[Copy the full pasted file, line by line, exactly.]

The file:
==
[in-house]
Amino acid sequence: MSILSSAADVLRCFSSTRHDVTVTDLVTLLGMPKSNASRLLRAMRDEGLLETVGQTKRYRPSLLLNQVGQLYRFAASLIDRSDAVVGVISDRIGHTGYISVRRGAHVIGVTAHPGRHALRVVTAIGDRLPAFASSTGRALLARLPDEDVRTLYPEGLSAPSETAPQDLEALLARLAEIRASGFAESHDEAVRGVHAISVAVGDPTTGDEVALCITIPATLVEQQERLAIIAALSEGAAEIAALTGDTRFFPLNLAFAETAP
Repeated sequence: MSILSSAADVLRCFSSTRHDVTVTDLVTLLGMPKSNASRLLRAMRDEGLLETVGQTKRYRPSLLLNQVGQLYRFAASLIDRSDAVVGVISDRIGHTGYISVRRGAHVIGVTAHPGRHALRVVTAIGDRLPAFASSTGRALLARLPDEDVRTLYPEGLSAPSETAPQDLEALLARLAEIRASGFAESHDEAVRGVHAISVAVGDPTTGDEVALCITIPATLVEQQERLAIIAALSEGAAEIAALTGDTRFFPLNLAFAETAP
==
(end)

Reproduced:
[in-house]
Amino acid sequence: MSILSSAADVLRCFSSTRHDVTVTDLVTLLGMPKSNASRLLRAMRDEGLLETVGQTKRYRPSLLLNQVGQLYRFAASLIDRSDAVVGVISDRIGHTGYISVRRGAHVIGVTAHPGRHALRVVTAIGDRLPAFASSTGRALLARLPDEDVRTLYPEGLSAPSETAPQDLEALLARLAEIRASGFAESHDEAVRGVHAISVAVGDPTTGDEVALCITIPATLVEQQERLAIIAALSEGAAEIAALTGDTRFFPLNLAFAETAP
Repeated sequence: MSILSSAADVLRCFSSTRHDVTVTDLVTLLGMPKSNASRLLRAMRDEGLLETVGQTKRYRPSLLLNQVGQLYRFAASLIDRSDAVVGVISDRIGHTGYISVRRGAHVIGVTAHPGRHALRVVTAIGDRLPAFASSTGRALLARLPDEDVRTLYPEGLSAPSETAPQDLEALLARLAEIRASGFAESHDEAVRGVHAISVAVGDPTTGDEVALCITIPATLVEQQERLAIIAALSEGAAEIAALTGDTRFFPLNLAFAETAP